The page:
These drawbacks of gradient-based methods motivate the development of an algorithm that is capable of both getting robustly closer to the minimum and solving the optimization problem with significantly less simulations. It should not assume the loss function to be smooth. Instead, it should use smoothing and regularization procedures in order to handle the statistical noise and jagged functions.

## 2. SpaGrOW Methodology: The Main Elements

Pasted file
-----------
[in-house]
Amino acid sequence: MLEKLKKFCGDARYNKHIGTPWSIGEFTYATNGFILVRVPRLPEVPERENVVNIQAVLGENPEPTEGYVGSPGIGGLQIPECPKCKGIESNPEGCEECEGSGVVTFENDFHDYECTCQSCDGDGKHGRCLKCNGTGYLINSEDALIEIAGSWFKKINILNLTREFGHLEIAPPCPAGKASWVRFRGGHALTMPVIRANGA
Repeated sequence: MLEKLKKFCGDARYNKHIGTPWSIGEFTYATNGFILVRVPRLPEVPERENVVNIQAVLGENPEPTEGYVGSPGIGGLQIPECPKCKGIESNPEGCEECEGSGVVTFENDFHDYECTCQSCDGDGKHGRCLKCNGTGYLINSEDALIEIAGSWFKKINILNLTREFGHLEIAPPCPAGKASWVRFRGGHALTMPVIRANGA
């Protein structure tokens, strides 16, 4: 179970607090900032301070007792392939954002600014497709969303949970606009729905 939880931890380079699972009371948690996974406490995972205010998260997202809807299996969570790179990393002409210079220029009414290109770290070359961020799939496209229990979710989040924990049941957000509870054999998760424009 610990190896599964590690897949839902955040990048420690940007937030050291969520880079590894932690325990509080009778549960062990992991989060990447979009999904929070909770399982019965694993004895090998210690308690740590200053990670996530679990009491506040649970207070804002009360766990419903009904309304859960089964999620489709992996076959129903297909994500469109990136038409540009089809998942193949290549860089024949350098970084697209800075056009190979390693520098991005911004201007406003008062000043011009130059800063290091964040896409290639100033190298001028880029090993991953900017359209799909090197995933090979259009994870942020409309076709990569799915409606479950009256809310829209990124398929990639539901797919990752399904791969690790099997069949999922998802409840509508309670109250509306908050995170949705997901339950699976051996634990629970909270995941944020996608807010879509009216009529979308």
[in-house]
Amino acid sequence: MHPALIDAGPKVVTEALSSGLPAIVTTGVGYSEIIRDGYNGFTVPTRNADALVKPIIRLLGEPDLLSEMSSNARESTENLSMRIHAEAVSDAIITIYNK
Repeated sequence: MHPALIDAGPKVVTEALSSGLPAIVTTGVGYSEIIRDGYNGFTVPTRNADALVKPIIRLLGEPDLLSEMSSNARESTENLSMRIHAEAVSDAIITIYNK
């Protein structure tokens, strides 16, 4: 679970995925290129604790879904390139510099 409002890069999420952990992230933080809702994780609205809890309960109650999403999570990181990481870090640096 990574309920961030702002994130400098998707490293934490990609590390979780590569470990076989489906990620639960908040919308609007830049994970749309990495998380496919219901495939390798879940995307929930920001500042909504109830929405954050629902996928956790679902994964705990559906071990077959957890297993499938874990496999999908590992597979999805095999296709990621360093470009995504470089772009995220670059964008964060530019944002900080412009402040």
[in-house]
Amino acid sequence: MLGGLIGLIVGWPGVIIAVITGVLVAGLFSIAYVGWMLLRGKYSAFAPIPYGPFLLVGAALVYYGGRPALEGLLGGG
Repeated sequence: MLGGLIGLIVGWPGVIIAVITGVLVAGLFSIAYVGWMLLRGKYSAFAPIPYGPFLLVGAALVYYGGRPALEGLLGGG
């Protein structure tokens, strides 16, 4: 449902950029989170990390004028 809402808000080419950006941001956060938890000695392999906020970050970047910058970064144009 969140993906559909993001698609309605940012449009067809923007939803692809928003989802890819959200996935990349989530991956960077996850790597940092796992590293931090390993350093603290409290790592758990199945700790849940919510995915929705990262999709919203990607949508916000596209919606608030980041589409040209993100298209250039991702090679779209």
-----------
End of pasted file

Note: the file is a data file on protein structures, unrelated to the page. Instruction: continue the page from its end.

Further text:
In this work, a new derivative-free algorithm based on sparse grids and smoothing methods is presented. Figure 3 visualizes the gain in both efficiency and robustness by the combination of the Trust Region approach with the interpolation on sparse grids and smoothing procedures: the interpolation from a sparse grid to a full grid realizes a significant reduction of function evaluations, i.e., simulations, without increasing the interpolation error significantly, on the other hand. At each iteration, the loss function is smoothed before the interpolation is carried out. The quality of the interpolation model is measured following the Trust Region idea. The actual minimum, which is determined on the full grid, is either accepted as a new iteration or the trust region is decreased. It is desisted from a continuous minimization within the trust region in order to avoid additional internal optimization iterations. There also exist approaches to determine the global minimum of a piecewise-linearly interpolated function via so-called subgradients [27]. However, only for the interpolation itself, at least ${3}^{N}$ function evaluations are required. In the present case, there are constraints, due to the minimization on a compact trust region. Hence, the sparse grid approach seems to be more reasonable. Another advantage of the Trust Region approach is the fact that it is able to be fast at the beginning of the optimization procedure and to jump over undesired intermediate local minima. This is due to the size of the step length, which is selected before a descent direction is calculated.